Sunjata also had a strong spiritual basis for his rule. Islam had arrived, Sunjata’s family was Muslim, and his grandfather had made the haj, the pilgrimage to Mecca. But Sunjata’s real spiritual base was ancestral and rooted in the secret societies of the Manding such as the komo.[3] He was the son of his royal father, and he had defeated the sorcerer king Sumanguru, building a reputation as a man of powerful magic and luck and judgment who was restoring the glory of the Keita clan that had been usurped by the Kanté king. The griots reinforced this story: Sunjata’s praise singers used strong propaganda images!

Sunjata Keita was born circa 1212 and he died between 1255 and 1260, probably by drowning. Tradition holds that he died while crossing the Sankarini river, where a shrine remains today. He restored order, prosperity and the glories of the former Soninké empires of Wagadou and Ghana, under the name of Mali.

Three sons succeeded him as Mansa on the throne of the Mali Empire:  Wali Keita, Wati Keita and Khalifa Keita. None of them was particularly long-lived or distinguished. Abubakri II, a nephew of Sunjata, was the Malian Emperor who handed power to his brother (or nephew) Musa and set sail from the mouth of the Gambia River with 200 canoes to discover the West. He landed in NE Brazil around 1311 and established an African colony there.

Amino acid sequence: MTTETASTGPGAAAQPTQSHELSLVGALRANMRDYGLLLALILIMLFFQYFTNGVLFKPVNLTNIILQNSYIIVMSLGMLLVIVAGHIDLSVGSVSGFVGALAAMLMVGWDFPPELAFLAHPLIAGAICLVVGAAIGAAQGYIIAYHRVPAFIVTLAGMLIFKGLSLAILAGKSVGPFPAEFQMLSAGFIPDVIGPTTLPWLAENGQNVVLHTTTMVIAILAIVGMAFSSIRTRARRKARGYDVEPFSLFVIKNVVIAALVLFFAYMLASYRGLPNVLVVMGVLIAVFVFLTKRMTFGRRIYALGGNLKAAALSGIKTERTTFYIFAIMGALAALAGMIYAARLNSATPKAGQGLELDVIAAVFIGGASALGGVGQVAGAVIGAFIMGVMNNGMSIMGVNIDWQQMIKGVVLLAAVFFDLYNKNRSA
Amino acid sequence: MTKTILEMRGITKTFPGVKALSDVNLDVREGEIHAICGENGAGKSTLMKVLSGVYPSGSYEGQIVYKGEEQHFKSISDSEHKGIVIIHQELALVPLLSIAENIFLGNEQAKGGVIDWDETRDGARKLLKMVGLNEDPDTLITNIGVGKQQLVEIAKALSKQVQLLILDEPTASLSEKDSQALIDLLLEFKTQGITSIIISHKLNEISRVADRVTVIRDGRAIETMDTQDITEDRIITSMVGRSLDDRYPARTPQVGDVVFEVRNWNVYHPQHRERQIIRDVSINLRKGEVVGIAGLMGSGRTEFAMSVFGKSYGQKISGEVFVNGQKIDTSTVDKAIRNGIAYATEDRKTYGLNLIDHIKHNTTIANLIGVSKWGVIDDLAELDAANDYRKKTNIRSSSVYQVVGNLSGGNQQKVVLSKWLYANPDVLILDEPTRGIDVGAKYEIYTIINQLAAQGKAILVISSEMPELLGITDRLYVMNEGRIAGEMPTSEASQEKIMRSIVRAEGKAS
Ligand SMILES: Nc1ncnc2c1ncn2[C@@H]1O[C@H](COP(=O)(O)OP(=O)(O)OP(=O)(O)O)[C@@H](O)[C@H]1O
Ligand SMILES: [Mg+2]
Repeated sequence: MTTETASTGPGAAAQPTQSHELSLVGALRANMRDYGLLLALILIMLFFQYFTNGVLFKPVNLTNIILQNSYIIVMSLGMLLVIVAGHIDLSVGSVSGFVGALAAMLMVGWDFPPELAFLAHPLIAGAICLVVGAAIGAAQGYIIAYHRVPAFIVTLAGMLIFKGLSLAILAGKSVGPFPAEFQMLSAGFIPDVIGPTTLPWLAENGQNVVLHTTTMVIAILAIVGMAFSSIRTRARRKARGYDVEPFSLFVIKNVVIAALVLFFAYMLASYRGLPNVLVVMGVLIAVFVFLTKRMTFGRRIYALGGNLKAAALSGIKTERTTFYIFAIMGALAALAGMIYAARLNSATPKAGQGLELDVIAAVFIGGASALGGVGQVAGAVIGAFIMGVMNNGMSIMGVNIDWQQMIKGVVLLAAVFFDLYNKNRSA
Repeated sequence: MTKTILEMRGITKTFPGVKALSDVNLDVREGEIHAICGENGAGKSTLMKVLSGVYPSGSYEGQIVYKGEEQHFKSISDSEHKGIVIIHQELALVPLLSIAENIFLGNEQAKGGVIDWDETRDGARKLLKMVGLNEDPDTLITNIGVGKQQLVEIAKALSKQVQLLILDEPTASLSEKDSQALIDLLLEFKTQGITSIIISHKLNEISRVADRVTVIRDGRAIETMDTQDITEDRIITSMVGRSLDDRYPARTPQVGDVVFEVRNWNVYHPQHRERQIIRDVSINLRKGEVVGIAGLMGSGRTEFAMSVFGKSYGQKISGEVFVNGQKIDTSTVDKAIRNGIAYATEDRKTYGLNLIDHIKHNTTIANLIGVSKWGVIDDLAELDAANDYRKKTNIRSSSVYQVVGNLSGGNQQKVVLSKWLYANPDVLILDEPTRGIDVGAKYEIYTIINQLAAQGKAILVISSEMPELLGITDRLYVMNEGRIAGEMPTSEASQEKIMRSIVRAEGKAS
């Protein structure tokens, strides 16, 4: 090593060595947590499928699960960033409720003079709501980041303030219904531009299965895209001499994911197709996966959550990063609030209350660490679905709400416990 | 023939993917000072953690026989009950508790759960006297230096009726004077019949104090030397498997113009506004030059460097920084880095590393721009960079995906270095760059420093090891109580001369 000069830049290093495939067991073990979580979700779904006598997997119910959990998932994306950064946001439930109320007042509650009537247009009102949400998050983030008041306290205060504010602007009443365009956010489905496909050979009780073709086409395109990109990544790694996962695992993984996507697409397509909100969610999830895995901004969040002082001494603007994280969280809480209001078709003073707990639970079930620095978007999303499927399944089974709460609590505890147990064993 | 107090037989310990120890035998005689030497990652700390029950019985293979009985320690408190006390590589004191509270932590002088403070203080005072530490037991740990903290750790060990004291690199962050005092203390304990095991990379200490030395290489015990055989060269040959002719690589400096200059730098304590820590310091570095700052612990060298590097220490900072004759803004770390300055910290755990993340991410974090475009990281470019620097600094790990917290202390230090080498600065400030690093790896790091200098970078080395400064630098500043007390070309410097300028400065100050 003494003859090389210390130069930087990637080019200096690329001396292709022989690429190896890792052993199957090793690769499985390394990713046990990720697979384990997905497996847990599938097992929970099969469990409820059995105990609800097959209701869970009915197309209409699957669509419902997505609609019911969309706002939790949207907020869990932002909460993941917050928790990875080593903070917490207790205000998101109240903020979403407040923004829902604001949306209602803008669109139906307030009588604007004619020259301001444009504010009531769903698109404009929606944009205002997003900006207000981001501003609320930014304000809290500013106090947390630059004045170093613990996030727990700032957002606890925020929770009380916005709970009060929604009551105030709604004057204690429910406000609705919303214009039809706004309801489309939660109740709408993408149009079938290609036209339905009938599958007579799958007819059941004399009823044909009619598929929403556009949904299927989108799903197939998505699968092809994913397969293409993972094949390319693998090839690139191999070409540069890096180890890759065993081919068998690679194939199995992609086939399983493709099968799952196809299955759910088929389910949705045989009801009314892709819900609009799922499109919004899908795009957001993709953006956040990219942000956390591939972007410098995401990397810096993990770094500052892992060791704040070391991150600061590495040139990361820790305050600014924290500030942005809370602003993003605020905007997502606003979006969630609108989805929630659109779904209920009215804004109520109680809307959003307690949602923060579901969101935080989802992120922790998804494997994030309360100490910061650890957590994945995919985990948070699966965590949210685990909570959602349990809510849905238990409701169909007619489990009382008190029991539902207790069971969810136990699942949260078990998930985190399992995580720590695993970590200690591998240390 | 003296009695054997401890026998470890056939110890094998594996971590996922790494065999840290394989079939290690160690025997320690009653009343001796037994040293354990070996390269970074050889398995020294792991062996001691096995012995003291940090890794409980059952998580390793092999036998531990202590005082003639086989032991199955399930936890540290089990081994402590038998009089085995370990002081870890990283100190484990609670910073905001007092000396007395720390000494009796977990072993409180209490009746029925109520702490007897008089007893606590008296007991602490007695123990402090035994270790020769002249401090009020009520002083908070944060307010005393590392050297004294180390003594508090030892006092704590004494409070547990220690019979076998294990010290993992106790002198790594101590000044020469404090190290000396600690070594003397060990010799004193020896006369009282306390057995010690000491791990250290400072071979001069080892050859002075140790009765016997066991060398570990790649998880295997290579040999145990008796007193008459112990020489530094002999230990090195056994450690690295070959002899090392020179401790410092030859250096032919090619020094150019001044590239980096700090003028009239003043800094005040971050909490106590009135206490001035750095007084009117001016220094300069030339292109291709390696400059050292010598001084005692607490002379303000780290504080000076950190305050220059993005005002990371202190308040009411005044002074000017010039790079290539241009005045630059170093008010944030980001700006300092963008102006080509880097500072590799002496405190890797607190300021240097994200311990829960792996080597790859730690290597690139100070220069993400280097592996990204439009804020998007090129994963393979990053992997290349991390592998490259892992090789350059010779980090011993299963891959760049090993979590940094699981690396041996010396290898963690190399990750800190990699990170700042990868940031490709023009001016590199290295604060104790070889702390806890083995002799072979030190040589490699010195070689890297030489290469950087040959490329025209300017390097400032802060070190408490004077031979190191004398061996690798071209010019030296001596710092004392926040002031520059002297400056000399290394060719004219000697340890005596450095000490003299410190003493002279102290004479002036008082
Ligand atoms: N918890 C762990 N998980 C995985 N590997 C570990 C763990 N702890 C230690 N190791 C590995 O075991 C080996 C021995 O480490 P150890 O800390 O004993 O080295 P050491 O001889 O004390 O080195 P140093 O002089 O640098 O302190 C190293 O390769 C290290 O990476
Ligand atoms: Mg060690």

The famous West African ruler Mansa Musa was Sunjata’s grandnephew (the exact relationships between Sunjata and his later successors are not entirely clear). Mansa Musa’s success and longevity was one of the factors that made Sunjata great: if your Empire disappears, you disappear with it. If a Kingdom or an Empire lasts for centuries, the reputation of the founder of that Empire grows with its success. Musa’s trans-Sahara pilgrimage haj to Mecca in 1324 created the legend of Timbuktu that filled the imagination of Europeans and helped Sunjata’s reputation.

Sunjata’s governance system guided the empire into greatness, and provided the structures for the expansion of the successor Sonrai Empire (1464-1591) that expanded north and east beyond the boundaries recognized as Mali zone of influence. Mali was less an empire of conquest than of migration and expansion. The Mandinka diaspora reached the Senegambian coast, and southwards into the lands that are now known as Guinea, Sierra Leone, Liberia, Ivory Coast, Ghana. Sonrai reached into modern Nigeria and down as far as the Guinea Bissau coast.